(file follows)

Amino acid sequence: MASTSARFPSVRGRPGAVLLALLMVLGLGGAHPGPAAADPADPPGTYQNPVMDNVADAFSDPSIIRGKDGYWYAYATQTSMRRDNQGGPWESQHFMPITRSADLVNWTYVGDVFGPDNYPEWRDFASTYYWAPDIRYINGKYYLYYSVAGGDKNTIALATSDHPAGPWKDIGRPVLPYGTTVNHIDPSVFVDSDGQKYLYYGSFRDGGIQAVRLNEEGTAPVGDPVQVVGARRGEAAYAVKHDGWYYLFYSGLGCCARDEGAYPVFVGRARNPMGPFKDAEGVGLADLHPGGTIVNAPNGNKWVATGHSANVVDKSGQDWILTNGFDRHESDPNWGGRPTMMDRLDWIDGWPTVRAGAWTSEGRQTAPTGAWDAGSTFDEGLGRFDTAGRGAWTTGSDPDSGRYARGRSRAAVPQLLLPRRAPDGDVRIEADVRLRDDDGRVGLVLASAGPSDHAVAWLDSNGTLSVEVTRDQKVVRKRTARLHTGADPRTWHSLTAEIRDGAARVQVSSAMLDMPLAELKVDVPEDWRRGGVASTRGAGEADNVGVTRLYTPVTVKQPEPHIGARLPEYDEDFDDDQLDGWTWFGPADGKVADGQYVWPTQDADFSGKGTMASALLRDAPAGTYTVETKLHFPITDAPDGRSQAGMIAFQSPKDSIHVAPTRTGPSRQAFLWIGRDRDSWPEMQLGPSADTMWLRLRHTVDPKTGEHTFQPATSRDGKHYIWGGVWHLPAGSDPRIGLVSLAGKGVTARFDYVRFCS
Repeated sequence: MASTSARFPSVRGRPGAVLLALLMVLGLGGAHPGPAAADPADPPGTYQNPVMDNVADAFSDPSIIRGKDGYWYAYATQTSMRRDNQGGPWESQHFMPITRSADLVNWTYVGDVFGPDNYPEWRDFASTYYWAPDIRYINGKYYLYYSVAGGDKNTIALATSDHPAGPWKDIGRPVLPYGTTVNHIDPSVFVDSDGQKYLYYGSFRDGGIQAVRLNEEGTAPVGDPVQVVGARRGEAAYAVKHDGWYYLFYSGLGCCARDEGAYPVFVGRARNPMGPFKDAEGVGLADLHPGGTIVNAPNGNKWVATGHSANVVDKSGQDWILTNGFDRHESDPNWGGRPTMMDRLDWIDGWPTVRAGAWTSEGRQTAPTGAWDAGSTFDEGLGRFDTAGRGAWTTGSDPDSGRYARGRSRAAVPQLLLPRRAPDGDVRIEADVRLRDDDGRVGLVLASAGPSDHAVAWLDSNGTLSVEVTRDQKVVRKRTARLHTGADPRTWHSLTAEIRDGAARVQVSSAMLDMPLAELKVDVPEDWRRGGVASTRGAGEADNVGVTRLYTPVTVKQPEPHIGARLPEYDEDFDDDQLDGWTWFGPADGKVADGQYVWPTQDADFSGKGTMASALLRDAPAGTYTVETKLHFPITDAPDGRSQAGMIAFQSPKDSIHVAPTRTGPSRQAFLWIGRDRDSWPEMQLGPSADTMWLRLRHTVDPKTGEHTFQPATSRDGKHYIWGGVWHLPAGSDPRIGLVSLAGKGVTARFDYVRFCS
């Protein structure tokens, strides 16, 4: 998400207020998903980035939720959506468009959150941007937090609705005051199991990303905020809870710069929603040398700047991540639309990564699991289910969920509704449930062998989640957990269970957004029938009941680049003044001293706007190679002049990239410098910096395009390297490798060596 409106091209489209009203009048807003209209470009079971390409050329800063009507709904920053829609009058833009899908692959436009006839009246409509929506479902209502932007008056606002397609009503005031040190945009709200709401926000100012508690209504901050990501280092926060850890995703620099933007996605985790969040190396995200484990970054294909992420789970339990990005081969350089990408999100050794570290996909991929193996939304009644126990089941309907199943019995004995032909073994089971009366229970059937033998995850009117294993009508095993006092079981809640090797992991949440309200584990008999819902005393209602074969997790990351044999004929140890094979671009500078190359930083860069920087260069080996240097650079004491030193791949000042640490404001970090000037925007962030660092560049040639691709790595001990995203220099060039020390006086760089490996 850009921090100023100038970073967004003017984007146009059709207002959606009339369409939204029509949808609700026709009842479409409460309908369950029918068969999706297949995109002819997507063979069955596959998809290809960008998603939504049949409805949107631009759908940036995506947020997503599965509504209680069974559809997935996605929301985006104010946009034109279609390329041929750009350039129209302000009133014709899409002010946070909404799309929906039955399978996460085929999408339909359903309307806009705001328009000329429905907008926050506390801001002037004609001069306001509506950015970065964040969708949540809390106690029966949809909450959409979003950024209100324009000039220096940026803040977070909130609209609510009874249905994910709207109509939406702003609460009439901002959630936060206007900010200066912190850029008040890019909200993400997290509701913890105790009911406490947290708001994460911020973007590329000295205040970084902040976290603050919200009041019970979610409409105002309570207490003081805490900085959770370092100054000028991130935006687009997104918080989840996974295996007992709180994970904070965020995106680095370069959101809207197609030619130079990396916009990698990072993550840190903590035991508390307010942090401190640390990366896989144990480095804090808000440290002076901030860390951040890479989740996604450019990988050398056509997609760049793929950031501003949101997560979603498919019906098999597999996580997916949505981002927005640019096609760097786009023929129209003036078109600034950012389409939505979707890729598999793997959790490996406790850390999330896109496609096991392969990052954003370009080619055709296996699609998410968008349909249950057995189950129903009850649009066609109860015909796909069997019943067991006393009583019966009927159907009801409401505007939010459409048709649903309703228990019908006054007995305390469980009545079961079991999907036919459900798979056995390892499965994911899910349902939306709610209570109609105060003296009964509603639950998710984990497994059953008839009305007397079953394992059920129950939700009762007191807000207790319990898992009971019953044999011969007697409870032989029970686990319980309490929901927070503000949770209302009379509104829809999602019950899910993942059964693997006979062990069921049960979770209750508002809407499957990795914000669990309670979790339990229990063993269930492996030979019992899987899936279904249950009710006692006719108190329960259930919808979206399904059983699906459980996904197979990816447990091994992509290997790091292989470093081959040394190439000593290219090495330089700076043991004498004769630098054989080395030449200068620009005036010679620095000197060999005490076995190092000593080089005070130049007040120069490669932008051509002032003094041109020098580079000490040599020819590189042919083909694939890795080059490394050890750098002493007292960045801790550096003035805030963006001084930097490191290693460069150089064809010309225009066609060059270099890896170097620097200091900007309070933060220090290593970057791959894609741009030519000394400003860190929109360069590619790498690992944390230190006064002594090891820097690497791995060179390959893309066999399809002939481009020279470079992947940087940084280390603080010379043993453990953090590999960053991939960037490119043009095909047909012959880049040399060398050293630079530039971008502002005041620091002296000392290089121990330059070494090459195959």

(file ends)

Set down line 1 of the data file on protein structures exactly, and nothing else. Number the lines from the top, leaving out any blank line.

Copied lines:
Amino acid sequence: MASTSARFPSVRGRPGAVLLALLMVLGLGGAHPGPAAADPADPPGTYQNPVMDNVADAFSDPSIIRGKDGYWYAYATQTSMRRDNQGGPWESQHFMPITRSADLVNWTYVGDVFGPDNYPEWRDFASTYYWAPDIRYINGKYYLYYSVAGGDKNTIALATSDHPAGPWKDIGRPVLPYGTTVNHIDPSVFVDSDGQKYLYYGSFRDGGIQAVRLNEEGTAPVGDPVQVVGARRGEAAYAVKHDGWYYLFYSGLGCCARDEGAYPVFVGRARNPMGPFKDAEGVGLADLHPGGTIVNAPNGNKWVATGHSANVVDKSGQDWILTNGFDRHESDPNWGGRPTMMDRLDWIDGWPTVRAGAWTSEGRQTAPTGAWDAGSTFDEGLGRFDTAGRGAWTTGSDPDSGRYARGRSRAAVPQLLLPRRAPDGDVRIEADVRLRDDDGRVGLVLASAGPSDHAVAWLDSNGTLSVEVTRDQKVVRKRTARLHTGADPRTWHSLTAEIRDGAARVQVSSAMLDMPLAELKVDVPEDWRRGGVASTRGAGEADNVGVTRLYTPVTVKQPEPHIGARLPEYDEDFDDDQLDGWTWFGPADGKVADGQYVWPTQDADFSGKGTMASALLRDAPAGTYTVETKLHFPITDAPDGRSQAGMIAFQSPKDSIHVAPTRTGPSRQAFLWIGRDRDSWPEMQLGPSADTMWLRLRHTVDPKTGEHTFQPATSRDGKHYIWGGVWHLPAGSDPRIGLVSLAGKGVTARFDYVRFCS